The Dreaded Goldilocks
Now the final possibility, the one that keeps goldbugs up at night: Goldilocks. A scenario where governments and central bankers steer the ship of economy through the shoals and hurricanes until we end up with pretty good growth and pretty good inflation. Say, 2% on both.
The reason for focusing here is because Goldilocks scenarios have been terrible for gold these past 50 years. Indeed, gold’s three big losing streaks since the 70’s have been the early 80’s, the late 90’s, and the early 2010’s. All periods of economic calm where people relaxed, stopped worrying about the future, were happy enough to leave it to government, and sold their boring gold for exciting plastics, dot-coms, or electric car stonks.
Setting aside how unlikely Goldilocks is given the gang in charge, even in that doldrums scenario Bitcoin is likely to do just fine. Because, unlike gold, Bitcoin has enormous underlying user growth – currently running 40% year-on-year in the number of wallets in existence.
Indeed, remember that up until Covid we’d been in roughly a decade of Goldilocks, during which gold dropped from $1,900 to under $1,200, while Bitcoin went from one five-thousandth of a Papa John’s pizza to $8,000 on the eve of Covid.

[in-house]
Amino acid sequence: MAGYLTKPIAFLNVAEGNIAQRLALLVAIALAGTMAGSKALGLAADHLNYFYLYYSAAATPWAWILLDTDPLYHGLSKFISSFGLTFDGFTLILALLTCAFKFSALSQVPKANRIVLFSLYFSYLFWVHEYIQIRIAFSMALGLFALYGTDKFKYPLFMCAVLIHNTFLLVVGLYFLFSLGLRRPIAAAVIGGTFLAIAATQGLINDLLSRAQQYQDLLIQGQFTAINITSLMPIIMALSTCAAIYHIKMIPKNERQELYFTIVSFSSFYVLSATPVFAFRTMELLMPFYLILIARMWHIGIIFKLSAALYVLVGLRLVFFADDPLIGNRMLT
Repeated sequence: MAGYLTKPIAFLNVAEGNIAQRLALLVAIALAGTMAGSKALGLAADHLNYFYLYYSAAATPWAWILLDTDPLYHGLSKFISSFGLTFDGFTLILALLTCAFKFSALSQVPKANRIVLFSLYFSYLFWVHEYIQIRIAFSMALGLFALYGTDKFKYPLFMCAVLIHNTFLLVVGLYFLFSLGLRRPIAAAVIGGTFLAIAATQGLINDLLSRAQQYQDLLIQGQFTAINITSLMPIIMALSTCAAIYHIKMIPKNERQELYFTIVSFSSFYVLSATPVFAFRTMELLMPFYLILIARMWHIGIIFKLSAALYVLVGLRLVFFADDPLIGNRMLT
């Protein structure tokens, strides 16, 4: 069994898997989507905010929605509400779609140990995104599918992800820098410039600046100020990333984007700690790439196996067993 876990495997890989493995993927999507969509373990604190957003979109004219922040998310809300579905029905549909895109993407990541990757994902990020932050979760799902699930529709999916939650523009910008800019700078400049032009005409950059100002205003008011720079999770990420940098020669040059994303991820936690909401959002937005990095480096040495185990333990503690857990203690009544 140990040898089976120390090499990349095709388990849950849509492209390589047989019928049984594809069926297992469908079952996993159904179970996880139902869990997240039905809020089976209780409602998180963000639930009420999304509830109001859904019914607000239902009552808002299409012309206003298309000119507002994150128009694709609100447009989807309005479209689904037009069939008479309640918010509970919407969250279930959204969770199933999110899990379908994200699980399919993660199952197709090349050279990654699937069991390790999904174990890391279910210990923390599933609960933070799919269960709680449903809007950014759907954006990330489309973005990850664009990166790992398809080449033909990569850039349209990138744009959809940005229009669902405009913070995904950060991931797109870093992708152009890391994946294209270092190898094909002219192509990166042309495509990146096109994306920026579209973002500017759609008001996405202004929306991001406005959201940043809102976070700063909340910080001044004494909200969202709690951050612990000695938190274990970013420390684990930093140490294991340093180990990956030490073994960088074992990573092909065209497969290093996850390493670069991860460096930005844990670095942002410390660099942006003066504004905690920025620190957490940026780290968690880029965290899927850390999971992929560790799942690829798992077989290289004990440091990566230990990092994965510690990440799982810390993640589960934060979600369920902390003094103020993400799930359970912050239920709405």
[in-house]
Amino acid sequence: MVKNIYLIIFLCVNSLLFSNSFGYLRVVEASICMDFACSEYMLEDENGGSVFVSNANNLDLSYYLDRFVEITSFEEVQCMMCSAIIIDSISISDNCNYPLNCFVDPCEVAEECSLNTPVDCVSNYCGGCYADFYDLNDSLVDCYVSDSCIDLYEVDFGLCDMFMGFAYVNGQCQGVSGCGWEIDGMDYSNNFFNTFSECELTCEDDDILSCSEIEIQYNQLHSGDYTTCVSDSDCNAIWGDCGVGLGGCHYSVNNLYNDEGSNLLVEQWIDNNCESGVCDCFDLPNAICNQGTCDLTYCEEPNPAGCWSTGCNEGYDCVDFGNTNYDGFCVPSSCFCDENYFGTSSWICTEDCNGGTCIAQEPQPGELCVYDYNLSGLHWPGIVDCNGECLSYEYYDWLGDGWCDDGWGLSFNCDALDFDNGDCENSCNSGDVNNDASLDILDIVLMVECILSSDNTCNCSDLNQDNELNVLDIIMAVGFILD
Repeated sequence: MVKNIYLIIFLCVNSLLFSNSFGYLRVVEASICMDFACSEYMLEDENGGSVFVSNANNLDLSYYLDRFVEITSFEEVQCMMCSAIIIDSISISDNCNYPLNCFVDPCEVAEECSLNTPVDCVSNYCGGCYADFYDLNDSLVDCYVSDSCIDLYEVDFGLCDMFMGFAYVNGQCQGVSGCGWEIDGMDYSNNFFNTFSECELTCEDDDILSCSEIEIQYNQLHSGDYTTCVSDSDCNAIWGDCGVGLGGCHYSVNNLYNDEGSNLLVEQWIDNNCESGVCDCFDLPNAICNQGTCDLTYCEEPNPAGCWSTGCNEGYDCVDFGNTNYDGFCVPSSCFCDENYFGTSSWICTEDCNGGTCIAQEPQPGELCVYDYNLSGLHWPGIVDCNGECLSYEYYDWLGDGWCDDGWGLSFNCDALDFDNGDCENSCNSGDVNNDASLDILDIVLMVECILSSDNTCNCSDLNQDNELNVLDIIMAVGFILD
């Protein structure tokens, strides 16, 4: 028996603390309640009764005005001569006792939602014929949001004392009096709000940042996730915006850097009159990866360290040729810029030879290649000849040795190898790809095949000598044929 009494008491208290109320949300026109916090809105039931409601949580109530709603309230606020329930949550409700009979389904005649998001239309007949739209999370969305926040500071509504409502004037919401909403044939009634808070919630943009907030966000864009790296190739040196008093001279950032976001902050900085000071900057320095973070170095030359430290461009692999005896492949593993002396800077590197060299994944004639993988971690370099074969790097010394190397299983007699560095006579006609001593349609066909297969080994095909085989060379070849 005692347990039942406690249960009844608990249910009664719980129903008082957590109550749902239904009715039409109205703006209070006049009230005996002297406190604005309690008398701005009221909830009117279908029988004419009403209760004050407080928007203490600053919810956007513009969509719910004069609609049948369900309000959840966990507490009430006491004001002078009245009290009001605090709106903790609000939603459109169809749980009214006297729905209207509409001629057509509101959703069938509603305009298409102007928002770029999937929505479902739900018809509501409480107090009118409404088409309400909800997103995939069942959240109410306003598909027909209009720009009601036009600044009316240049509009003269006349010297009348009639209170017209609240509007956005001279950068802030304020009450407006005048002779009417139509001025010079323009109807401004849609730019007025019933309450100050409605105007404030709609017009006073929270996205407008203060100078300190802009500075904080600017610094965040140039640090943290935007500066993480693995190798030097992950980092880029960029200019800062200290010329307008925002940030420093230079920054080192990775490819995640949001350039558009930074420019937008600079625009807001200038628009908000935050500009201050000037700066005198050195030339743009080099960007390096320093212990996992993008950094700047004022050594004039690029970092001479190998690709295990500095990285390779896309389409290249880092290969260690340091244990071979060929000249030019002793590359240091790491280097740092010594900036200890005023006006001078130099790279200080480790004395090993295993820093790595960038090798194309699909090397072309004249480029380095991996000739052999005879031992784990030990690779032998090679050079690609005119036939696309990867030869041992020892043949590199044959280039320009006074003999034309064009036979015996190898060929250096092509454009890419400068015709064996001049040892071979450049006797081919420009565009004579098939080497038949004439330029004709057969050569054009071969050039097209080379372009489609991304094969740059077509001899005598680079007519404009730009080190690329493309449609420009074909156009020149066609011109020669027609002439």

I’ve written about some reasons why this secular growth might actually accelerate in the years to come, including El Salvador’s legal tender law that raises Bitcoin’s odds of replacing fiat, and rapid growth in Bitcoin’s Lightning Network that make it a superior daily-use money. One could imagine other reasons – demographics, regulation, company and investor learning curves. And the punchline is even in the classic macro doldrums scenario, Bitcoin’s got a lot else going on besides macro.
Boiling it down, inflation is always good for money hedges, and in this crisis Bitcoin has so far replaced gold as the hedge of choice. If we instead get deflation, it’s good-to-neutral for Bitcoin but, given today’s Fed, will probably be converted to inflation anyway. And in that last “Goldilocks” scenario, Bitcoin’s underlying growth is likely to carry any slack, sparing it gold’s humiliating plunge into periodic obscurity.
Finally, which macro outcome is most likely? You’d make a lot of money guessing that correctly, and there are excellent arguments for both inflation, stagnation, and even their demon offspring, stagflation. For now, unless you actually enjoy existential speculation, I think the prudent hedge is simply buy and hodl Bitcoin.